Whilst we would not expect any treatment to be effective for all patients, it is interesting to consider why the three remaining patients responded considerably less well to therapy compared with the other nine. As can be seen from Fig. 1, it does not appear to be a function of SAD severity. Possible explanations include factors relating to how the treatment was delivered. It may be that the particular therapists for these patients did not gain as much from the training as the others, or had less time available, so had less time to prepare, were less able to conduct full length sessions (90 min), and as such were less able to facilitate in vivo behavioural experiments. Alternatively, it might be that differences in therapist allegiance affected uptake and delivery of CT-SAD-A techniques. In future, examination of therapist allegiance ratings and blind rating of therapist competency could shed light on these hypotheses. Larger trials would provide the opportunity to examine potential predictors of response to treatment, including therapist and patient-specific factors, more thoroughly and systematically.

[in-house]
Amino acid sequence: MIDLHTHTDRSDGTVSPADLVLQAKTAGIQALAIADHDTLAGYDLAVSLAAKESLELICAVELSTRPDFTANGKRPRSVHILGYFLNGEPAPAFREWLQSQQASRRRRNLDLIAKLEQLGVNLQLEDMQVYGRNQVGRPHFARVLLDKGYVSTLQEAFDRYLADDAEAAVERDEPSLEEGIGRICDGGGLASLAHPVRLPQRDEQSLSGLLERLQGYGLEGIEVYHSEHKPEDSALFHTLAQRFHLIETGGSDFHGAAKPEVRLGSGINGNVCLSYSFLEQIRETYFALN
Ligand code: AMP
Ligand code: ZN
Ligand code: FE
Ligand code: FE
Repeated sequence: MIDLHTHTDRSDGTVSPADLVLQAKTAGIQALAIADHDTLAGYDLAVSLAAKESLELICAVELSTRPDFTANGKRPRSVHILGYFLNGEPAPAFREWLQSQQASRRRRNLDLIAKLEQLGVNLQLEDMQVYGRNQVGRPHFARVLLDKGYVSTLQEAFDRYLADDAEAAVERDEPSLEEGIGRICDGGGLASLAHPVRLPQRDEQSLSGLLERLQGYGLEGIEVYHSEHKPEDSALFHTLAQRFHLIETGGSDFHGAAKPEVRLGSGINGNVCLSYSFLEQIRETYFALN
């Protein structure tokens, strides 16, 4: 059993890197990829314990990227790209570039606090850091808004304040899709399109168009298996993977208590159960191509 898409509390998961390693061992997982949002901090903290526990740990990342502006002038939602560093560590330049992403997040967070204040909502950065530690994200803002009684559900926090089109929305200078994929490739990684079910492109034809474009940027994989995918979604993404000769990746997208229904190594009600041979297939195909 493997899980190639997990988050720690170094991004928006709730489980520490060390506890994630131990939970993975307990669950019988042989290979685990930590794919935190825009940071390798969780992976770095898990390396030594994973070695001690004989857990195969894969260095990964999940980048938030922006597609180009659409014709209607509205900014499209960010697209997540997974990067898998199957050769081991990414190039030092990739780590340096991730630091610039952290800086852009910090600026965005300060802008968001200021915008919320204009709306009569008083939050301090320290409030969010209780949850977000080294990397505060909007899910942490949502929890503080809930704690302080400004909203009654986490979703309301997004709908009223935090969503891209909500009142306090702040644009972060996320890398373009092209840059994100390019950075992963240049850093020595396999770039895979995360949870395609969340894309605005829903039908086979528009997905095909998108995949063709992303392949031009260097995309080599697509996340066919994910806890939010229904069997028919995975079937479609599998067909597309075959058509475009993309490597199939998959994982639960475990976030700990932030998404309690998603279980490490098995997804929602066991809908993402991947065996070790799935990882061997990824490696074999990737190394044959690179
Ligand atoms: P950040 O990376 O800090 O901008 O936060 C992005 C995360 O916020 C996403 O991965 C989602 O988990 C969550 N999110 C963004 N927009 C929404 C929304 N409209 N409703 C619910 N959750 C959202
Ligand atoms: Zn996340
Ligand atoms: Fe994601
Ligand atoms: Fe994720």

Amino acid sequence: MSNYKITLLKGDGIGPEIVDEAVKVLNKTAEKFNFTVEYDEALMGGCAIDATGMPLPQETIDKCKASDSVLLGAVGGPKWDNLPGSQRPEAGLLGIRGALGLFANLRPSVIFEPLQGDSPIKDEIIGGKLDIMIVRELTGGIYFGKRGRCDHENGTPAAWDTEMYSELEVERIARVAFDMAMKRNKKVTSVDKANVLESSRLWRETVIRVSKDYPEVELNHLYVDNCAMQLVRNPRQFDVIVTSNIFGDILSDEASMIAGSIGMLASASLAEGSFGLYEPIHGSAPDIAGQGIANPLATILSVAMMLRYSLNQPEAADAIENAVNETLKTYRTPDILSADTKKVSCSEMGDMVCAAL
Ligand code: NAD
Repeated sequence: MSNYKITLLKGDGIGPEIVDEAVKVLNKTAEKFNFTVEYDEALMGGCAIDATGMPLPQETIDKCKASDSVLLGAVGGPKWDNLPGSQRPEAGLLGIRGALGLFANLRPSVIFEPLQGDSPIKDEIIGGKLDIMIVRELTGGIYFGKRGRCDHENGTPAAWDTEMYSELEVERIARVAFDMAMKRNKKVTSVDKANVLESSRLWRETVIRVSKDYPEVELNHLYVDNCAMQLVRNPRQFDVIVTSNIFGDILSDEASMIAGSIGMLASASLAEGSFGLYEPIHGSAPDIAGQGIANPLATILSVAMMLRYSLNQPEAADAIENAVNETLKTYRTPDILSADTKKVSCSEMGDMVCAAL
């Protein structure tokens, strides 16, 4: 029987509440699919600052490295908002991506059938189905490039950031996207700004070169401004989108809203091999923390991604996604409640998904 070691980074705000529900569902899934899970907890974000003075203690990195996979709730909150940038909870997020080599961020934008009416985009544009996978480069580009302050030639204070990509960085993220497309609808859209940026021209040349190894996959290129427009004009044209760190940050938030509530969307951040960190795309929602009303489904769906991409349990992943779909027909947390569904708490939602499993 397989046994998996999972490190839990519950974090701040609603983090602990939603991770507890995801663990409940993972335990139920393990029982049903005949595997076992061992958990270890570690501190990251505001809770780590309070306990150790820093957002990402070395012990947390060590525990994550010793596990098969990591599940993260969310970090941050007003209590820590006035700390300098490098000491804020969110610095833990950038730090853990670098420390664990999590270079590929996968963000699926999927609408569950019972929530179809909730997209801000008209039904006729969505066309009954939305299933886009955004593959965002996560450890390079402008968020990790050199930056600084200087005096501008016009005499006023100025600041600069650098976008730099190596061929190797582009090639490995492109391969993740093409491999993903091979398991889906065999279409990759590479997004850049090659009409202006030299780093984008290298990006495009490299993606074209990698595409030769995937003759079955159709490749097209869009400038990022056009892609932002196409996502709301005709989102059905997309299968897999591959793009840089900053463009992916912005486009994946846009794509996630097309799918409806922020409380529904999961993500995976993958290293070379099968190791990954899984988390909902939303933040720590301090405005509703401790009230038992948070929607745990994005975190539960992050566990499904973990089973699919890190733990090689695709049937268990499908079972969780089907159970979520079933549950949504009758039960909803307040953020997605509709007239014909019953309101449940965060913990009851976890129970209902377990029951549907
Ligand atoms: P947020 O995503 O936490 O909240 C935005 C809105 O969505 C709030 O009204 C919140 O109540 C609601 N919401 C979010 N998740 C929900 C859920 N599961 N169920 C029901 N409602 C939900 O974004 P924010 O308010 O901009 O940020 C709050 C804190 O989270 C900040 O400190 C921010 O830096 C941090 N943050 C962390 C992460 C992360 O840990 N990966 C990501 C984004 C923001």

Notably, the patient outcomes described are for those treated during the CAMHS therapists’ training, and so it is possible that the outcomes reported may be an under-estimate of patients’ potential gains and an over-estimate of economic costs, because we would expect therapists to achieve better outcomes as they accrue more experience. Future research would benefit from establishing the extent, and optimum modalities, for delivering therapist training in CT-SAD-A in order to achieve best outcomes. Notwithstanding these issues, the findings highlight the potential benefit of delivering CT-SAD to adolescents.